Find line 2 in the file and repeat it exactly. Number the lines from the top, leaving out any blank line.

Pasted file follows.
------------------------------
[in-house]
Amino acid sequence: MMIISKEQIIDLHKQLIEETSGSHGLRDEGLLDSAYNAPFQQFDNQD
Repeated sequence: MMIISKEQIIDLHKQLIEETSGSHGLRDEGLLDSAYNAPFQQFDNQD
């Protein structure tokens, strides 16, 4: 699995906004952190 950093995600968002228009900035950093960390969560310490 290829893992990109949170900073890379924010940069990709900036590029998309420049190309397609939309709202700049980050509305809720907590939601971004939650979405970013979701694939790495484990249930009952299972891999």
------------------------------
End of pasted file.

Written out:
Amino acid sequence: MMIISKEQIIDLHKQLIEETSGSHGLRDEGLLDSAYNAPFQQFDNQD